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Legal firm kindly volunteers its services to Irish Government department ahead of Covid inquiry

Plus: Mayor of Limerick’s ‘erroneous’ planning arguments; Nigel Farage’s Irish teacher; and Neil Jordan’s strange Garret FitzGerald anecdote

Taoiseach Simon Harris: multinational law firm Fieldfisher earlier this year wrote to the Department of An Taoiseach generously volunteering its services in Ireland. Photograph: Sam Boal/Collins

The UK’s Covid inquiry has turned into a right beano for lawyers. Some £26.2 million (€31 million) has already been spent on legal fees by the state, with the final cost expected to be a multiple of that once the various participants, including hospitals, nursing homes and victims apply for their costs. So it’s little surprise that briefs on this side of the Irish Sea have been taking a keen interest in our own forthcoming inquiry.

One of the most enthusiastic seems to be Fieldfisher, a multinational law firm with more than 50 lawyers based in its Dublin office. The company has been providing legal advice to the Cabinet Office as part of the UK Covid inquiry. Earlier this year it wrote to the Department of Taoiseach generously volunteering its services in Ireland. In the correspondence, released under the Freedom of Information Act and sadly heavily redacted, the company highlighted the many inquiries it has been involved in, from Hillsborough to the Grenfell Tower inquiry.

“You will recall from our previous engagement and correspondence that the public and regulatory law team at Kingfisher has significant experience in the management of statutory inquiries,” it told John Shaw, an assistant secretary in the department.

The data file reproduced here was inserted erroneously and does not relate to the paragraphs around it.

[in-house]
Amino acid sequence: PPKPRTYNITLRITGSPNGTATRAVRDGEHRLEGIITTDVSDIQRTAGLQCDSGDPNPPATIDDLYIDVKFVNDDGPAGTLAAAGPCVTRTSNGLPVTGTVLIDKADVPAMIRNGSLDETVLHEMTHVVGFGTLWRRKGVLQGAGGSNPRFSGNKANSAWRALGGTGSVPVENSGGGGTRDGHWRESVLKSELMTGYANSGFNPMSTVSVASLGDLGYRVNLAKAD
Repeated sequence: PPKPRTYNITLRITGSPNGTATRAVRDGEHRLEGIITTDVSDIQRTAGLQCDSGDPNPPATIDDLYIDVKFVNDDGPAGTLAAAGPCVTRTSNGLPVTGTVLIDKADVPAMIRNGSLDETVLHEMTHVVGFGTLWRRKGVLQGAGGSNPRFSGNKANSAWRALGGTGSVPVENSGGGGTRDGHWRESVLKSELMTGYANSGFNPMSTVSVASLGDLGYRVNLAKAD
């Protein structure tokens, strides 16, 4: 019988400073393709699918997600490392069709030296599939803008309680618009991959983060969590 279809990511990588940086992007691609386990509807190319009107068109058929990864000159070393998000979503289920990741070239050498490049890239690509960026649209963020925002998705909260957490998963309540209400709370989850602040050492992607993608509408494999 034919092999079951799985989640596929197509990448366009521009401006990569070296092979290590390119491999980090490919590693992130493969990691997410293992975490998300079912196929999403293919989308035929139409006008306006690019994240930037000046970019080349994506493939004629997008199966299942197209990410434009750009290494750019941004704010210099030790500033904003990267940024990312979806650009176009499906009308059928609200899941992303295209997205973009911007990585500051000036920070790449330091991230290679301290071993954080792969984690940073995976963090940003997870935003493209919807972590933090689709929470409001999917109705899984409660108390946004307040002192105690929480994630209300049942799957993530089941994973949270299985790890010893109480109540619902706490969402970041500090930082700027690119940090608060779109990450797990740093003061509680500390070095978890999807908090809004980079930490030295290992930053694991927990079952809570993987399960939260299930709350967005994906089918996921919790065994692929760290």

The company highlighted how the UK had moved to using external legal support for inquiries during the Hutton inquiry in 2003 to remove any perception that the lawyers involved would not be independent of the State.


“While the cost of servicing the work of an inquiry in-house may appear economically advantageous, the experience of external lawyers who practise in this area can result in significant cost efficiencies. Ensuring that inquiries conclude within the agreed time frame and within budget will assist in maintaining public confidence in the manner in which inquiries are held,” it added.

Their generosity knows no bounds.

John Moran is elected mayor of Limerick. Photograph: Niall Carson/PA Wire

Mayor of Limerick’s ‘erroneous’ planning appeal arguments

It was all celebrations for John Moran as he was elected Limerick’s first directly elected mayor last week. But a decision by An Bord Pleanála last week may have put a fly in the ointment of his victory. Moran and his partner, Damien Duggan, appealed to the board last year about plans by St Vincent de Paul to renovate and convert a building on Hartstonge Street in the city’s Georgian quarter into a €3 million community support facility.

Moran and Duggan, who are restoring a house nearby on Pery Square, weren’t enthused, claiming the existing St Vincent de Paul facility was already attracting prostitution, rodent issues, antisocial behaviour, public urination and “panhandling”. They claimed the local council’s decision to grant permission for the facility last year was “capricious, biased, arbitrary and on the whole unreasonable”.

A planning inspector rejected the couple’s suggestion that the Georgian heart of the city wasn’t an appropriate location for the facility, saying many of their arguments were “erroneous”.

“I do not consider that the proposed development contravenes any objective or policy in the development plan,” she determined.

Sounds like Moran may need to start swatting up on the local development plan, one of the key responsibilities in his new role.